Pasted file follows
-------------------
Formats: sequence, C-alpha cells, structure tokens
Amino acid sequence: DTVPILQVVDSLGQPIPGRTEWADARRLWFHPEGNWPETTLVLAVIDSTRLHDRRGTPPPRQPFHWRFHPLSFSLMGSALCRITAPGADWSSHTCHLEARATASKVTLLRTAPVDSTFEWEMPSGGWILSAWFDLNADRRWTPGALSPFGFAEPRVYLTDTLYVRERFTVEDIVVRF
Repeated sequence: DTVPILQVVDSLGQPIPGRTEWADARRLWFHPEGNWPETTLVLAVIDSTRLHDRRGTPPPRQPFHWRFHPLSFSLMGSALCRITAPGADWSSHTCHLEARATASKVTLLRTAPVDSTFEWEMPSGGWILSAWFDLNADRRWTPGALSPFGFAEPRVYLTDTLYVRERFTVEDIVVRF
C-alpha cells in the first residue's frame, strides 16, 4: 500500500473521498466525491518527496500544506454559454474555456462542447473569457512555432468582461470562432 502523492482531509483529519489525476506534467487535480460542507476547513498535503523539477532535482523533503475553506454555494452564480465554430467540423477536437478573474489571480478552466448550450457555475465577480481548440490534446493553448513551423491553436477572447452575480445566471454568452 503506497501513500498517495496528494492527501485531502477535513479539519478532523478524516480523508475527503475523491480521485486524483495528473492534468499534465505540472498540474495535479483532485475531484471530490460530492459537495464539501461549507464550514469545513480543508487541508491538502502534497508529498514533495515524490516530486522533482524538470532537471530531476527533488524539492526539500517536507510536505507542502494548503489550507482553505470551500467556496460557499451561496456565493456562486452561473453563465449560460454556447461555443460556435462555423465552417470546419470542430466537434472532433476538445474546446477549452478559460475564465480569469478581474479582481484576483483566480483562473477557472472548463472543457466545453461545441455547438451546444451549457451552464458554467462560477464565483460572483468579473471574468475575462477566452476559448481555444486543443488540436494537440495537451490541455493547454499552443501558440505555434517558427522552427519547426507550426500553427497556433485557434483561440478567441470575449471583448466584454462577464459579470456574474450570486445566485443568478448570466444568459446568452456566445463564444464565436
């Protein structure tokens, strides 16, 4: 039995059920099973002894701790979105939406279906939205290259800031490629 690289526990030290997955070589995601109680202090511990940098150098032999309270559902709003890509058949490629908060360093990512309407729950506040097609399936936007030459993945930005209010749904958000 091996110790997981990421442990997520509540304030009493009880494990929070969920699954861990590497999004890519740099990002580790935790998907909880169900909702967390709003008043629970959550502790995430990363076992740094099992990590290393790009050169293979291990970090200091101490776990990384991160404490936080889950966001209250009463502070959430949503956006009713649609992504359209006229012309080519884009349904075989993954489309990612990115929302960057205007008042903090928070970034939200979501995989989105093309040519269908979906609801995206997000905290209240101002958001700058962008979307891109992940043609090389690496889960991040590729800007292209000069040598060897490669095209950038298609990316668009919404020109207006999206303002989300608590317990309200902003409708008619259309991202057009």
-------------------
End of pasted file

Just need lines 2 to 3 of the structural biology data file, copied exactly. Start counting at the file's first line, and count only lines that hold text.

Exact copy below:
Amino acid sequence: DTVPILQVVDSLGQPIPGRTEWADARRLWFHPEGNWPETTLVLAVIDSTRLHDRRGTPPPRQPFHWRFHPLSFSLMGSALCRITAPGADWSSHTCHLEARATASKVTLLRTAPVDSTFEWEMPSGGWILSAWFDLNADRRWTPGALSPFGFAEPRVYLTDTLYVRERFTVEDIVVRF
Repeated sequence: DTVPILQVVDSLGQPIPGRTEWADARRLWFHPEGNWPETTLVLAVIDSTRLHDRRGTPPPRQPFHWRFHPLSFSLMGSALCRITAPGADWSSHTCHLEARATASKVTLLRTAPVDSTFEWEMPSGGWILSAWFDLNADRRWTPGALSPFGFAEPRVYLTDTLYVRERFTVEDIVVRF